The chemical reactivity of C60 can be strongly photosensitive and oxygen sensitive. For example, C60 can be polymerized by ultraviolet (UV)-visible light (see §7.5) and the chemical reactivity of polymerized C60 differs from that of the individual C60 monomers. Furthermore, the characteristics of the polymerization process are highly sensitive to the presence of oxygen [10.12,13]. Thus C60 must be stored and handled with appropriate care to avoid unwanted polymerization and photoinduced intercalation of 02 prior to use, or while carrying out chemical reactions, or while characterizing the reaction products. In some cases, oxygen in the presence of light can be used as a cage-opening process [10.14-16] to promote specific chemical reactions.

10.2. General Characteristics of Fullerene Reactions

Since C60 is a unique molecule in a number of ways, it can be expected that the chemistry governing C60 will also have some unique characteristics. It is further believed that chemical reactions involving any fullerene have some common characteristics. In this section we discuss some of these characteristics.

The bonding in C60 can be described approximately by an sp2 configuration. However, curvature of the fullerene cage leads to a small admixture of sp3 character. All fullerene molecules share the closed cage structure (see the discussion of Euler's theorem in §3.1). As the number of carbon atoms in the cage increases, the curvature is reduced, and the chemical behavior should approach that of graphite without the dangling bond edge sites.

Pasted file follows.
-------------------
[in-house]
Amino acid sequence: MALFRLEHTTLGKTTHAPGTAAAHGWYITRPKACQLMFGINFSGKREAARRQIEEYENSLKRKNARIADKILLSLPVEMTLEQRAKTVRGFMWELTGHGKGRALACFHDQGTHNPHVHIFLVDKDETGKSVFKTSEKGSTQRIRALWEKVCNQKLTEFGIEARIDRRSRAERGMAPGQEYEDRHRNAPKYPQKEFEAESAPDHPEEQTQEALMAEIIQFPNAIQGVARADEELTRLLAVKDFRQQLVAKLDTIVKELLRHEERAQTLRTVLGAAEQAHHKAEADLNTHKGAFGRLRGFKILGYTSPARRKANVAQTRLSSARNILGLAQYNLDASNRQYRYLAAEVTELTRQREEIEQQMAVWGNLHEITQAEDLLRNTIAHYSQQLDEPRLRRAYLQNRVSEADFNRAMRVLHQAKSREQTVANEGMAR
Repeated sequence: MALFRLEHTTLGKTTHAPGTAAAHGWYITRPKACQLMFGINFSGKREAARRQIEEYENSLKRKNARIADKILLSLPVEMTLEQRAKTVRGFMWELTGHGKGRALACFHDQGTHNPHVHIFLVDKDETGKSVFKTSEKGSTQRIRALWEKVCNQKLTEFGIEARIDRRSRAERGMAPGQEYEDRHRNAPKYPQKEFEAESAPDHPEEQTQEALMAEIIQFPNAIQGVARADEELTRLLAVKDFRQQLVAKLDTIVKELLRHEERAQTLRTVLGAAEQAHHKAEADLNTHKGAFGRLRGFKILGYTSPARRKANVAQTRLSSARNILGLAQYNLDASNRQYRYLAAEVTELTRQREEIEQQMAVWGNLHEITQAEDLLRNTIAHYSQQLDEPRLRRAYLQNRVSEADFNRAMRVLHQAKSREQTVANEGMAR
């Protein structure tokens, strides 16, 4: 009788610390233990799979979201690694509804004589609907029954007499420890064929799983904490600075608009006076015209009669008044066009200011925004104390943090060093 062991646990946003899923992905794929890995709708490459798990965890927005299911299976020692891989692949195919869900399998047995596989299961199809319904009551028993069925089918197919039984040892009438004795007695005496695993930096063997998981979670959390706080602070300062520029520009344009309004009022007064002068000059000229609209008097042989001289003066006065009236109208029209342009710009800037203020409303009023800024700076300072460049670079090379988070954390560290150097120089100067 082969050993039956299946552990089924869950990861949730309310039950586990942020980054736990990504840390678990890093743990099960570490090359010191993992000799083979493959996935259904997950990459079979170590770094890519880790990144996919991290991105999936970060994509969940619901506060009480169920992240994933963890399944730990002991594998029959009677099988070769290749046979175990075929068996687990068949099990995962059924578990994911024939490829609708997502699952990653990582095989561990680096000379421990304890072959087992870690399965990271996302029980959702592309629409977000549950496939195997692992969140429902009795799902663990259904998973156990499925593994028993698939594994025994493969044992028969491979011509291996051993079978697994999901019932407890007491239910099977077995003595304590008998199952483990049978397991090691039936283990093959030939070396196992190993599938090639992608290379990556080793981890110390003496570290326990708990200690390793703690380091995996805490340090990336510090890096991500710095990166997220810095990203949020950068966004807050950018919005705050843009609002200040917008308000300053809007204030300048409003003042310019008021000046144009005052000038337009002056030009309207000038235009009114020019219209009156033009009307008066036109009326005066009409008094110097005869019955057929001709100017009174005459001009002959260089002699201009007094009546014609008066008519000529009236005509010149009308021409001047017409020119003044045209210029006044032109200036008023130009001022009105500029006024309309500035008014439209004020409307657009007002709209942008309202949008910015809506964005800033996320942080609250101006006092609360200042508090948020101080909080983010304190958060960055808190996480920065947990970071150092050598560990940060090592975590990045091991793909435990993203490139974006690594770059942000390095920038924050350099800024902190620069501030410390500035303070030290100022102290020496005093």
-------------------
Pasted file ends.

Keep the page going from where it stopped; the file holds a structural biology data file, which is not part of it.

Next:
Another feature of importance to chemical reactions with C60 arises from its unique structure. The regular truncated icosahedron is the only one out of over 12,000 possible structures that can be formed from 60 carbon atoms [10.17] which has pentagons separated from each other (the isolated pentagon rule). It is believed that after chemical reactions have occurred, there will be little change to the C60 shell, and the isolated pentagon rule will still be valid [10.4], thus preventing double bonds and the attendant strain from occurring in the pentagonal rings [10.18]. Referring to Fig. 10.2, where the three possible placements of two pentagons relative to a hexagon in a fullerene shell are presented, it is seen that only the configuration shown in Fig. 10.2(a) satisfies the requirement that all five bonds of the pentagon are single bonds, and Fig. 10.2(a) is indeed the configuration found in the C60 molecule and most of its derivatives. Another way to reduce strain is to introduce aromaticity in the pentagonal ring to reduce charge accumulation, as discussed below.